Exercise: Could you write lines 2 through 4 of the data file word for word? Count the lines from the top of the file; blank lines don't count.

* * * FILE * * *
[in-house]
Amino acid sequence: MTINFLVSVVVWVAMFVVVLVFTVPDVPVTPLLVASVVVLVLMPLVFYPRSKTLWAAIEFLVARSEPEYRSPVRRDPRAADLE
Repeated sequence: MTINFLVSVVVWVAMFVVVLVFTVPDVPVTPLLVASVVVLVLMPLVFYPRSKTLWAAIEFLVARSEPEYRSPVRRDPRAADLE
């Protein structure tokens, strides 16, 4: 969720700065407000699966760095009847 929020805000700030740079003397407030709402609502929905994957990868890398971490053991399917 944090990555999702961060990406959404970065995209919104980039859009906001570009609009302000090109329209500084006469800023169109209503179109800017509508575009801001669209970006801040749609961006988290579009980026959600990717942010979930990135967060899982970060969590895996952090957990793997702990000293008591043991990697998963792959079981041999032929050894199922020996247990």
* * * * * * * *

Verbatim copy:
Amino acid sequence: MTINFLVSVVVWVAMFVVVLVFTVPDVPVTPLLVASVVVLVLMPLVFYPRSKTLWAAIEFLVARSEPEYRSPVRRDPRAADLE
Repeated sequence: MTINFLVSVVVWVAMFVVVLVFTVPDVPVTPLLVASVVVLVLMPLVFYPRSKTLWAAIEFLVARSEPEYRSPVRRDPRAADLE
């Protein structure tokens, strides 16, 4: 969720700065407000699966760095009847 929020805000700030740079003397407030709402609502929905994957990868890398971490053991399917 944090990555999702961060990406959404970065995209919104980039859009906001570009609009302000090109329209500084006469800023169109209503179109800017509508575009801001669209970006801040749609961006988290579009980026959600990717942010979930990135967060899982970060969590895996952090957990793997702990000293008591043991990697998963792959079981041999032929050894199922020996247990």